Skip to content

Bowen Bats searching for their next ambassador

Community Bat Programs of BC are looking for people interested in helping island bats
Bowen Island needs locals interested in bat safety to help study and protect these creatures of the night.

The Community Bat Programs of BC is offering a two hour Bat Ambassador course to interested persons or groups in Squamish, Whistler, Pemberton, Gambier Island, and Bowen Island.

The course will be held on March 21 in the evening. This initiative aims to assign one or two bat ambassadors to each of these regions to help collect data on bat reports, monitor bat roosts during the BC Annual Bat Count, and help with their White-nose Syndrome Surveillance program.

The Bat Ambassador program is a citizen-science volunteer program that will greatly help bat biologists learn more about bats in these regions, as well as help with the management and conservation of bats in these areas.

Bat ambassadors will have program resources and support throughout the year. Interested groups or persons please contact myself, Danielle Dagenais, Regional Coordinator for the Metro Vancouver-Squamish Region at to sign up and/or learn more.

A trio of sleeping Little Brown Bats. / Community Bat Programs of BC

Researchers are also asking public for help fighting a disease that effects the Little Brown Bat.

B.C.’s bats, including the well-known Little Brown Bat, are threatened by a fungal disease headed towards the province from Alberta and Washington State. The Community Bat Program, in collaboration with the Province of BC, are asking the public for help in the effort to detect and prevent the spread of White-Nose Syndrome (WNS). Residents are urged to report any bat activity observed in winter and any sick or dead bats found before May 31.

White-Nose Syndrome is a fungal disease that is harmless to humans, but has devastated North American bat populations. The fungus attacks bats while they are hibernating, appearing on their wings and faces to give an appearance of a white nose.

Bats often wake to clean the fungus from their skin. This uses valuable energy, and finally the bats die from hypothermia and starvation. Across North America, millions of bats have been killed, and two BC species are now listed as Endangered.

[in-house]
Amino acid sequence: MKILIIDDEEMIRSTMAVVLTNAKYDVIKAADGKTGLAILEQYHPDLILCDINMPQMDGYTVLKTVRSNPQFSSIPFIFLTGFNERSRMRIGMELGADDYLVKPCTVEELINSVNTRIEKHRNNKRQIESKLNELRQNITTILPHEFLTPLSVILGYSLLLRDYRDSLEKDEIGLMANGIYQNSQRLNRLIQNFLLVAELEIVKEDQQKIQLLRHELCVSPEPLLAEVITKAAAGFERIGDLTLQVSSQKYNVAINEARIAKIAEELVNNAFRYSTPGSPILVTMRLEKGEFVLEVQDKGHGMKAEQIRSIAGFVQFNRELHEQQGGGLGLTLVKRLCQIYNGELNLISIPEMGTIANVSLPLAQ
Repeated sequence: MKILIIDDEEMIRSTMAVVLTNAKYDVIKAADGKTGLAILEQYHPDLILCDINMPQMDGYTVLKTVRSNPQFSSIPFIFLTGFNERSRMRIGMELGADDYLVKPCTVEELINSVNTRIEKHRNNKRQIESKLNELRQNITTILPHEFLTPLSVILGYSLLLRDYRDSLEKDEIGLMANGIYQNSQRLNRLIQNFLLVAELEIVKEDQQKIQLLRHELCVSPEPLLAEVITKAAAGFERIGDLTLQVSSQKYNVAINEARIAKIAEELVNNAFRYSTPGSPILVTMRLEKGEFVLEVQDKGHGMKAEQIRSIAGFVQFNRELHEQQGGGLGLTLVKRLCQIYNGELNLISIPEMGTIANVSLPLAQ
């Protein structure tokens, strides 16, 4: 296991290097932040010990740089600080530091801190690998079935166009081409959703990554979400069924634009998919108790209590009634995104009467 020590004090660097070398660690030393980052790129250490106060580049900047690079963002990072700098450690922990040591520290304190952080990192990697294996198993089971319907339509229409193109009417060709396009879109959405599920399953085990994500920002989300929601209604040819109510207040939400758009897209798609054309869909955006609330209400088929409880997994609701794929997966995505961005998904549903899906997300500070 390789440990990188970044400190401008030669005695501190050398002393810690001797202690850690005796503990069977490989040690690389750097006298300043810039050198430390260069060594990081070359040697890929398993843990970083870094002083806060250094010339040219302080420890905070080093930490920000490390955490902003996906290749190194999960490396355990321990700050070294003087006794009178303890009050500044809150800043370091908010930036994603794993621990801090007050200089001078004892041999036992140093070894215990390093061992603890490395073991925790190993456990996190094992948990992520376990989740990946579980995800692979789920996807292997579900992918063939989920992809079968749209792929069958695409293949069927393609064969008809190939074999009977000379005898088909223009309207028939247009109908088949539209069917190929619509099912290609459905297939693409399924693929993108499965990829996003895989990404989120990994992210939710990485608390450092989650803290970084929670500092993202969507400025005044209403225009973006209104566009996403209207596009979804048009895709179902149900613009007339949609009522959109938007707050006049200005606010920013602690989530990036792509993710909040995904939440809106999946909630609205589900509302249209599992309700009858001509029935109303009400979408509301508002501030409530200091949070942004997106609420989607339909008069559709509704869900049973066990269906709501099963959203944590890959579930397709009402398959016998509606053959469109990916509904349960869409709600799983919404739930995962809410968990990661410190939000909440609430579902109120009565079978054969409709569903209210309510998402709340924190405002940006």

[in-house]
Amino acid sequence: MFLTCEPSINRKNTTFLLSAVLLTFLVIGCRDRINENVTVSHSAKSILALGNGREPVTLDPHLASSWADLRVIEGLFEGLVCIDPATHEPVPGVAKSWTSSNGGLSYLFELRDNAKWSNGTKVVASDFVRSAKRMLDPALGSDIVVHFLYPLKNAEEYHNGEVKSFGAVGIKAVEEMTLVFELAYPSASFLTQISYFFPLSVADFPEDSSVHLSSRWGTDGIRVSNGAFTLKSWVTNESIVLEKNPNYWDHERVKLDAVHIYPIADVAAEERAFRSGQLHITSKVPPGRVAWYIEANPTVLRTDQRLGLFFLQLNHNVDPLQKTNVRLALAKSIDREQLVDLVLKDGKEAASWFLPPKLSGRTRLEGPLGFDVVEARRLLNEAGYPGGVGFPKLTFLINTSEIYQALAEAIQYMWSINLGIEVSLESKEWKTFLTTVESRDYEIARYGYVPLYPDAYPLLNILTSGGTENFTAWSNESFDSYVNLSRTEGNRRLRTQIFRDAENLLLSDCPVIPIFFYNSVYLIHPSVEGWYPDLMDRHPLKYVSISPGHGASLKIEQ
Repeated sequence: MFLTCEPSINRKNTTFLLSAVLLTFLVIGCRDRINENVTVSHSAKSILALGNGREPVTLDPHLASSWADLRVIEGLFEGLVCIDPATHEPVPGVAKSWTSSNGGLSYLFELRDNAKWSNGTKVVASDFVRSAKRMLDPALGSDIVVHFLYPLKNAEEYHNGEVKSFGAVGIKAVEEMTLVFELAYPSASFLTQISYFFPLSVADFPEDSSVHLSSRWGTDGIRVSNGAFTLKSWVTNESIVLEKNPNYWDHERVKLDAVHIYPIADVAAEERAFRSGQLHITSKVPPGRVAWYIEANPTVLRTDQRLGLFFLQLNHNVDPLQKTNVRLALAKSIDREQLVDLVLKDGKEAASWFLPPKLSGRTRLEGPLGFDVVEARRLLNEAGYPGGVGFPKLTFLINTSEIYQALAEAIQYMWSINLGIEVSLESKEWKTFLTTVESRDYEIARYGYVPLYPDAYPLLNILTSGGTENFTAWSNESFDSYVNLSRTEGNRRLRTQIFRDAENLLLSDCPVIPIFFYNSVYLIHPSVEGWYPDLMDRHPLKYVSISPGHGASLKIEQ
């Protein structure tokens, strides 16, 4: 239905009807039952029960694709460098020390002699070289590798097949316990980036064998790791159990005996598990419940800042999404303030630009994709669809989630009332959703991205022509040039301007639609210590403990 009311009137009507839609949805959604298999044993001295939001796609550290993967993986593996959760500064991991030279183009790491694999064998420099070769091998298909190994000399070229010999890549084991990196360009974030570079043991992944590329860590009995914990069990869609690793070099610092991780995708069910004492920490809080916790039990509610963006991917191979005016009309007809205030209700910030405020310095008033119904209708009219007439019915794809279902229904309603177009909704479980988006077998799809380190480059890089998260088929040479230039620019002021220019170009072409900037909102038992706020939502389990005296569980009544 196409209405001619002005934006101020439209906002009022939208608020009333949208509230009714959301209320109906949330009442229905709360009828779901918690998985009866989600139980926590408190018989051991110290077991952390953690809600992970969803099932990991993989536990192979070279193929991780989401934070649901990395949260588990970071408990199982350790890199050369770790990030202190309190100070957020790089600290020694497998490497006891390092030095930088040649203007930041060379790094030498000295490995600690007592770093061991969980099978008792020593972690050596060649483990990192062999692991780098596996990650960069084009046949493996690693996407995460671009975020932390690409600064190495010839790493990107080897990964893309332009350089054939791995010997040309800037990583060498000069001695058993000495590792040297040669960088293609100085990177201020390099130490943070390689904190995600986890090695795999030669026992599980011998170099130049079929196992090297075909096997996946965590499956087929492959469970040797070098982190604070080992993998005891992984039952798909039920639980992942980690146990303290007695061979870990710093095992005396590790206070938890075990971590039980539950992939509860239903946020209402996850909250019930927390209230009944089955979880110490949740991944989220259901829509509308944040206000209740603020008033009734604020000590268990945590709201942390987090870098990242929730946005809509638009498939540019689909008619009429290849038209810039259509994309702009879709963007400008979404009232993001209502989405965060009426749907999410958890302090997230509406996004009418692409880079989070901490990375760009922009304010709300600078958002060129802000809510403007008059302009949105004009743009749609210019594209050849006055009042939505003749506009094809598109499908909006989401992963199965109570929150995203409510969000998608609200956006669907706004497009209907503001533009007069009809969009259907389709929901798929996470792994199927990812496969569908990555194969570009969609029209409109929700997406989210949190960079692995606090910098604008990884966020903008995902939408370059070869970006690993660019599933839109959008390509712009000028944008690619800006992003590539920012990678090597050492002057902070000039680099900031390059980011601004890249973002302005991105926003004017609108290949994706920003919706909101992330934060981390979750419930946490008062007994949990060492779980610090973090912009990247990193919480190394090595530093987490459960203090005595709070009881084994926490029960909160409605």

Sleeping bat – a healthy Myotis bat found hibernating in a woodpile - reporting sleeping bats helps researchers learn what is normal. / C Buick

As a key predator for many night-flying insects, bats are essential parts of BC’s ecosystems and provide billions of dollars of economic benefit by helping control agricultural, forest, and urban pests.

First detected in New York State in 2006, the disease continues to spread, with detections on the west coast close to Seattle and in south-central Alberta. Biologists say the arrival of WNS in BC is imminent.

White-Nose Syndrome has spread rapidly across the United States and Canada since its discovery. Map and more information available at

Increasing the number of reports from the public is the best chance to understand how WNS might spread and affect local bat populations. Though there is not yet a proven cure for WNS, several promising treatment options are being developed, and it may be possible to mitigate the effects of this wildlife health crisis.

If you find a dead bat or have sightings of winter bat activity, please report to the B.C. Community Bat Program online at, via email at or by calling 1-855-922-2287 (1-855-GOT-BATS)  

All live bats should be left alone — keep your distance, snap a photo and report it to the B.C. Community Bat Program. If you must move a bat, visit for advice and never touch a bat with your bare hands. Please note that if you or your pet has been in direct contact with the bat you will need further information regarding the risk of rabies to you and your pet.

In partnership with the BC Ministry of Environment, and funded by the Habitat Conservation Trust Foundation, Forest Enhancement Society of BC, Habitat Stewardship Program, the BC Community Bat Program provides information and promotes local stewardship and citizen science.

You can find out more about the BC Community Bat Program and options for helping local bat populations at,, or 1-855- 922-2287 ext. 11

Reader Feedback


push icon
Be the first to read breaking stories. Enable push notifications on your device. Disable anytime.
No thanks